Getting Protein Without Meat
“The average American eats around 75 grams of protein per day, but most women need just 50 grams,” said Dr. Walter Willett, chair of the department of nutrition at the Harvard School for Public Health. And that protein doesn’t have to come from meat. Said professor of nutrition Marion Nestle, “Beans and vegetables contain protein, and even small amounts add up.”
Get the recipe for Potato, Leek, and Feta Tart.
Protein Source: Beans
Keep lentils, chickpeas, or kidney, white, or black beans on hand and swap ¼ cup of them for an ounce of meat in chilies, tacos, and pasta salads, said Dawn Jackson Blatner, a registered dietitian and the author of The Flexitarian Diet (McGraw-Hill, $25, amazon.com).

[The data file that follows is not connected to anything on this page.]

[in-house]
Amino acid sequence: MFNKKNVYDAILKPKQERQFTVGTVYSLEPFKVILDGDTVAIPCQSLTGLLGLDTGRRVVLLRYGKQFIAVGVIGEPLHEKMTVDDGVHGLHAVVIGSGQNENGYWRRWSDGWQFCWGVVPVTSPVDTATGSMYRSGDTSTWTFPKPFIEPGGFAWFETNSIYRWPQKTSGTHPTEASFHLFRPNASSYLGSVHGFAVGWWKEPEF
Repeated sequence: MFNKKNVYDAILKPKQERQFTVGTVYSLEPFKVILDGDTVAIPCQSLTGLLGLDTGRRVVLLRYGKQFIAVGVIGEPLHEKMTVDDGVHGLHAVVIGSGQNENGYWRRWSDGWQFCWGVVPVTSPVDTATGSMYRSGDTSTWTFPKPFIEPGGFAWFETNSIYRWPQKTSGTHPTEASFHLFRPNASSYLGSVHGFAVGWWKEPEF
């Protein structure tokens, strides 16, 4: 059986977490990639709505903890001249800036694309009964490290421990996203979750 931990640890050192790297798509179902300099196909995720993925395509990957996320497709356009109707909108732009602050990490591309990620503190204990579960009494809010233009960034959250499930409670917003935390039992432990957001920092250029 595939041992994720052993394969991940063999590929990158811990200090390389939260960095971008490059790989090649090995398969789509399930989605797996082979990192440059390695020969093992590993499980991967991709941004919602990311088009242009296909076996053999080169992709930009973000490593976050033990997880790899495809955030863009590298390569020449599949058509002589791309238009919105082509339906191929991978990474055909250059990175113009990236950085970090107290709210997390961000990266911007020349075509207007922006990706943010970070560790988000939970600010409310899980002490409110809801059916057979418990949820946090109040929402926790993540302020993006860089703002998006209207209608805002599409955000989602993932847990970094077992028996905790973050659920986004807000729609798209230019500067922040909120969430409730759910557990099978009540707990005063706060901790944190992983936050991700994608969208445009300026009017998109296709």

Get the recipe for White Bean Chili With Jalapeño Bulgur.
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Protein Source: Eggs
Besides being a source of protein, eggs contain vitamins and minerals, says Blatner. Try a couple for dinner in a frittata or poached over toast and roasted vegetables.
Get the recipe for Eggplant Lasagna With Ricotta and Asiago Recipe.
Protein Source: Tofu
Use chunks of soft tofu in soups, or blend it into salad dressings. Try firm or extra-firm tofu crumbled into scrambled eggs or sliced, breaded, and pan-fried.
Get the recipe for Stir-Fried Rice Noodles With Tofu and Vegetables.
Protein Source: Quinoa
A delicious, fast-cooking whole grain, quinoa is a complete protein that works in place of rice or pasta in many dishes.
Get the recipe for Quinoa With Mushrooms, Kale, and Sweet Potatoes.
Protein Source: Nuts and Cheese
Sprinkle them on salads, soups, and pilafs. Nut butters are also protein-rich, kid-friendly staples. Caraway seeds are the secret protein ingredient for this recipe.
Get the recipe for Pierogi With Sautéed Red Cabbage.